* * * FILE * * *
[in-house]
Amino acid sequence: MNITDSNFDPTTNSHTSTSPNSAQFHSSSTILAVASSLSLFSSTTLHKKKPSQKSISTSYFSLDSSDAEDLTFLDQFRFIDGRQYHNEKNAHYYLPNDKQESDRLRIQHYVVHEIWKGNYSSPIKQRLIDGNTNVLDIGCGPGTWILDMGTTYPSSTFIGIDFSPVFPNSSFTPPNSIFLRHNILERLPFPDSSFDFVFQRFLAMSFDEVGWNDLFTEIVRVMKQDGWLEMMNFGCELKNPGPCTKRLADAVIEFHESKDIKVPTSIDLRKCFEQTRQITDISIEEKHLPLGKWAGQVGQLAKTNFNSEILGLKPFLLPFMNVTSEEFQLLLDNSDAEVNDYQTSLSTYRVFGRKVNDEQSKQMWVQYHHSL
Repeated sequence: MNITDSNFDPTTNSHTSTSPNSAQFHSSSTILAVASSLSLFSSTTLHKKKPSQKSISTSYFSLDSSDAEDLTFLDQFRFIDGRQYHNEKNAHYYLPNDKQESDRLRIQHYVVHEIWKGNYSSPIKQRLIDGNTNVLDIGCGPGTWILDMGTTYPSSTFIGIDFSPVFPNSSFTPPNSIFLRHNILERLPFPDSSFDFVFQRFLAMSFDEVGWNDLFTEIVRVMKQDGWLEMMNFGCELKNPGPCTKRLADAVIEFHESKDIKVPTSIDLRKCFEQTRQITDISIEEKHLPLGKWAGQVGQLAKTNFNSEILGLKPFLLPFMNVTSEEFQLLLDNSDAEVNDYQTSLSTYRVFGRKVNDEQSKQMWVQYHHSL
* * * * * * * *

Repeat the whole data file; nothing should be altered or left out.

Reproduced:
[in-house]
Amino acid sequence: MNITDSNFDPTTNSHTSTSPNSAQFHSSSTILAVASSLSLFSSTTLHKKKPSQKSISTSYFSLDSSDAEDLTFLDQFRFIDGRQYHNEKNAHYYLPNDKQESDRLRIQHYVVHEIWKGNYSSPIKQRLIDGNTNVLDIGCGPGTWILDMGTTYPSSTFIGIDFSPVFPNSSFTPPNSIFLRHNILERLPFPDSSFDFVFQRFLAMSFDEVGWNDLFTEIVRVMKQDGWLEMMNFGCELKNPGPCTKRLADAVIEFHESKDIKVPTSIDLRKCFEQTRQITDISIEEKHLPLGKWAGQVGQLAKTNFNSEILGLKPFLLPFMNVTSEEFQLLLDNSDAEVNDYQTSLSTYRVFGRKVNDEQSKQMWVQYHHSL
Repeated sequence: MNITDSNFDPTTNSHTSTSPNSAQFHSSSTILAVASSLSLFSSTTLHKKKPSQKSISTSYFSLDSSDAEDLTFLDQFRFIDGRQYHNEKNAHYYLPNDKQESDRLRIQHYVVHEIWKGNYSSPIKQRLIDGNTNVLDIGCGPGTWILDMGTTYPSSTFIGIDFSPVFPNSSFTPPNSIFLRHNILERLPFPDSSFDFVFQRFLAMSFDEVGWNDLFTEIVRVMKQDGWLEMMNFGCELKNPGPCTKRLADAVIEFHESKDIKVPTSIDLRKCFEQTRQITDISIEEKHLPLGKWAGQVGQLAKTNFNSEILGLKPFLLPFMNVTSEEFQLLLDNSDAEVNDYQTSLSTYRVFGRKVNDEQSKQMWVQYHHSL